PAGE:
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Orange pulp ingredient targets fat reduction, moisture management

By Lorraine Heller , 27-Jul-2006

An ingredient made from orange pulp claims to allow food manufacturers to slash up to half of the fat in their products, while also acting as a moisture management tool in a number of formulations, including baked goods, salad dressings and meat products.

 

Citri-Fi, which was first introduced on the US market in 2004, is gaining increasing popularity amongst food firms looking to improve product formulations and resolve certain processing issues, said manufacturer Fiberstar.

According to the firm, commercialization of finished goods using the ingredient is just starting to take effect, with a new line of trans-fat free donuts set to appear in a major US retailer. Other new products using Citir-Fi include muffins and pizza wraps.

The product, a fiber derived from orange pulp and used in powder form, claims to have four primary functionalities. These are moisture management, fat replacement, use as a strengthening agent and use as a processing aid.

According to Fiberstar, what distinguishes the ingredient is the way in which it binds with water. The product claims to hold up to 13 times its weight in water, and to allow for a more stable water retention than can generally be achieved with other products on the market.

The key is in the process used to develop the material, which opens up the cellular structure of citrus pulp to create an open porous fiber matrix. The resulting product contains around 70 percent dietary fiber, half of which is soluble and half insoluble.

And when added to moisture in the form of water or oil, the insoluble fibers act as a net to put surface tension on the water or oil and hold these within the fibrous matrix.

This results in a more stable moisture retention than may be obtained with other products, which typically grind particles smaller and smaller to increase surface area for water absorption, said the firm's chief executive officer Dale Linquist.

Moisture management applications include the prevention of syneresis in products such as coleslaw, and the absorption of the free water and oil in meat fillings that occurs on cookout, at a concentration of around 0.75 percent.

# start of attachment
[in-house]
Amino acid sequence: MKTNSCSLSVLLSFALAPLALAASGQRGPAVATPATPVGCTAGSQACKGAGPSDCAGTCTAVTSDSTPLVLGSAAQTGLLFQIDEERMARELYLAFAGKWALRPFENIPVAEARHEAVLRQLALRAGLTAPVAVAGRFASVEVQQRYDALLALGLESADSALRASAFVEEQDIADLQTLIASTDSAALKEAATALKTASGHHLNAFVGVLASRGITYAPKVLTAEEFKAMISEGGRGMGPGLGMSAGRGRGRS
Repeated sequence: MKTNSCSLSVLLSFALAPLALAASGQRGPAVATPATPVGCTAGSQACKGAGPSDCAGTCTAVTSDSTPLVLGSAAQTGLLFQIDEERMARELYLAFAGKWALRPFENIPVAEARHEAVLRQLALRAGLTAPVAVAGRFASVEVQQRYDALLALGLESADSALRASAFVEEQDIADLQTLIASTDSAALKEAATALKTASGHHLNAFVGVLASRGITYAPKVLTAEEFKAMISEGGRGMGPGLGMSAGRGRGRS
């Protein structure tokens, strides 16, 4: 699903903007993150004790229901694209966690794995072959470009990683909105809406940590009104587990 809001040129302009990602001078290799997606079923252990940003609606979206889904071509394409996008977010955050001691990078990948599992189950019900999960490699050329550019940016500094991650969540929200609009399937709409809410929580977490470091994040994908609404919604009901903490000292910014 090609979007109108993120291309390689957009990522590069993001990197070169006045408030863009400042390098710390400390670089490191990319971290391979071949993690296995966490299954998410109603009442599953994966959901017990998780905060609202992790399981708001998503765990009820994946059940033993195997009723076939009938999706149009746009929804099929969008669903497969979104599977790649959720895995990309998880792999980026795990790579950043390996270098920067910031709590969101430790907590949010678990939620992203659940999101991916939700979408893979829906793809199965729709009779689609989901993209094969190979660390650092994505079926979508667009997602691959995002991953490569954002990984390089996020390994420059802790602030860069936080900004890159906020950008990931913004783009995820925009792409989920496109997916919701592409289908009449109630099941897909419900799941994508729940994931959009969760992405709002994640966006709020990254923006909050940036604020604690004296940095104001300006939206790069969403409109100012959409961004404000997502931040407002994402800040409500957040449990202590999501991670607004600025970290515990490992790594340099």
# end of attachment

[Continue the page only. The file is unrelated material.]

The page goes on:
If a product has too little moisture, Citri-Fi can also be hydrated and used to increase moistness and yield, said the firm. This includes applications such as muffins or bread, with baked weight moisture increasing by around 10 percent.

And because the ingredient binds so tightly with water, it also acts as an effective fat replacer without changing the taste, texture or volume of a product, said the firm. One part Citri-Fi and 7 parts water claim to replace between 25 and 50 percent of oil or shortening in a wide range of food products.

"While many food manufacturers have been struggling to produce low trans fat or zero trans fat products using any number of new low-trans oil combinations, Citri-Fi has been promoting a simple zero trans fat solution that maintains or improves the taste, texture or cost of a wide variety of food products," said Lindquist.

"Fiberstar's solution involves using Citri-Fi and water in combination with palm oil and other low trans oils," he told FoodNavigator-USA.com, adding that taste, texture and cost could vary depending on the qualities inherent in the oil being used.

The firm demonstrated its ingredient in a muffin product at the recent IFT trade show in Orlando. The muffin, which had a similar taste to the control on display, claimed to contain 38 percent less total fat, 25 percent less saturated fat and 6 percent fewer calories.

The company also claims that because the combination of Citri-Fi and water may be cheaper than certain shortenings, using the product could bring up to a 5 percent cost reduction to manufacturers.

As a strengthening agent, the ingredient is marketed as reducing breakage during manufacturing and shipping in goods such as crackers, pie crusts chips and cereals. This is achieved without impacting the bite, said the firm, adding that one customer reduced pie crust breakage from 15 percent to 1 percent through the use of 0.75 percent Citri-Fi.

The ingredient can also be used as a processing aid to aid flowability and prevent bridging, which may occur in pre-mix bins for a number of extruded products. It also claims to reduce free oil separation that can occur during the processing of meats and meat fillings, which can often result in a greasy finished good.

Although Citir-Fi is a fiber product, it does not add significant amounts of fiber to a formulation because it is used at very low concentrations, said the firm. For example, used at a 1 percent level, it would bring 0.7 percent dietary fiber to a product.

The ingredient, which claims superior functionality to other orange fiber ingredients on the market, is obtained from orange juice pulp cells that have been washed, dewatered, sheared, dried and ground to a small particle size. According to the company, no chemical extraction or treatment is involved in the manufacturing process.

The process used to obtain the ingredient was developed by scientists at the University of Minnesota, who licensed the technology exclusively to Fiberstar.

The ingredient, which can be labeled as citrus flour or dried orange pulp, has been self-affirmed GRAS and has also received a letter of no objection from the Food and Drug Administration.

It is available throughout North America and Europe, as well as in South America and Australia.

The firm currently produces around 5 million pounds of the ingredient per year, but due to increased demand plans to double production capacity within the next two years.

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